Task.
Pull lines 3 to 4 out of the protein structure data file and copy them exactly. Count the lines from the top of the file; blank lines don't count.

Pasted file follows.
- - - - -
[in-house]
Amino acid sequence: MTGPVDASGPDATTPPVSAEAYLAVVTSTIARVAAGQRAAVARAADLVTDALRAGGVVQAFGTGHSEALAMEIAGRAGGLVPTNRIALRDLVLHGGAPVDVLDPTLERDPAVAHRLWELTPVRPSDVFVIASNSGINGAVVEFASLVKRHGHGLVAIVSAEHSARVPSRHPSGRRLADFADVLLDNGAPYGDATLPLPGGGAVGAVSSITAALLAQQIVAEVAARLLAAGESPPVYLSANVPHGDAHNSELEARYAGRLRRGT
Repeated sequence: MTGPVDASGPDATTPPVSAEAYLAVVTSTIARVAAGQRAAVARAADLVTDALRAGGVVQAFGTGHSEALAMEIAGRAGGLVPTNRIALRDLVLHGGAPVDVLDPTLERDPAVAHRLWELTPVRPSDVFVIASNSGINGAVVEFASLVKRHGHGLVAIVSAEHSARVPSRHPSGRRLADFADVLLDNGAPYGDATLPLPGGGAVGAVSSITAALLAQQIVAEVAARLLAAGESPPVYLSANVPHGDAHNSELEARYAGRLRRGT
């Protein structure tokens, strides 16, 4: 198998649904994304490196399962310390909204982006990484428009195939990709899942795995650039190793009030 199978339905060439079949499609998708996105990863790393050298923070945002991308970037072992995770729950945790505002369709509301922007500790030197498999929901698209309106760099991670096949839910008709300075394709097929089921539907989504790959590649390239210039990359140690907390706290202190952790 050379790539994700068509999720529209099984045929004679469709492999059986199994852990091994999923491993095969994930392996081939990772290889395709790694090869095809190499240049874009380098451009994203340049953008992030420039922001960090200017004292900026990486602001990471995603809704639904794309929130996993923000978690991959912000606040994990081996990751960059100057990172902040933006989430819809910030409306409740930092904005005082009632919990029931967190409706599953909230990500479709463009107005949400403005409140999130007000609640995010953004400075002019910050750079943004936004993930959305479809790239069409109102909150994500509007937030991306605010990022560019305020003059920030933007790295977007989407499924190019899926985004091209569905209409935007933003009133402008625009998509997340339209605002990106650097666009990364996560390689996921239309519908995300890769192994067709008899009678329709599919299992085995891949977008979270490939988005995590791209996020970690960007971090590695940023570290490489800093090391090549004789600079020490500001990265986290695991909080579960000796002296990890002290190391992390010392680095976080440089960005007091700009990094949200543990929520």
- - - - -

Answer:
Repeated sequence: MTGPVDASGPDATTPPVSAEAYLAVVTSTIARVAAGQRAAVARAADLVTDALRAGGVVQAFGTGHSEALAMEIAGRAGGLVPTNRIALRDLVLHGGAPVDVLDPTLERDPAVAHRLWELTPVRPSDVFVIASNSGINGAVVEFASLVKRHGHGLVAIVSAEHSARVPSRHPSGRRLADFADVLLDNGAPYGDATLPLPGGGAVGAVSSITAALLAQQIVAEVAARLLAAGESPPVYLSANVPHGDAHNSELEARYAGRLRRGT
């Protein structure tokens, strides 16, 4: 198998649904994304490196399962310390909204982006990484428009195939990709899942795995650039190793009030 199978339905060439079949499609998708996105990863790393050298923070945002991308970037072992995770729950945790505002369709509301922007500790030197498999929901698209309106760099991670096949839910008709300075394709097929089921539907989504790959590649390239210039990359140690907390706290202190952790 050379790539994700068509999720529209099984045929004679469709492999059986199994852990091994999923491993095969994930392996081939990772290889395709790694090869095809190499240049874009380098451009994203340049953008992030420039922001960090200017004292900026990486602001990471995603809704639904794309929130996993923000978690991959912000606040994990081996990751960059100057990172902040933006989430819809910030409306409740930092904005005082009632919990029931967190409706599953909230990500479709463009107005949400403005409140999130007000609640995010953004400075002019910050750079943004936004993930959305479809790239069409109102909150994500509007937030991306605010990022560019305020003059920030933007790295977007989407499924190019899926985004091209569905209409935007933003009133402008625009998509997340339209605002990106650097666009990364996560390689996921239309519908995300890769192994067709008899009678329709599919299992085995891949977008979270490939988005995590791209996020970690960007971090590695940023570290490489800093090391090549004789600079020490500001990265986290695991909080579960000796002296990890002290190391992390010392680095976080440089960005007091700009990094949200543990929520």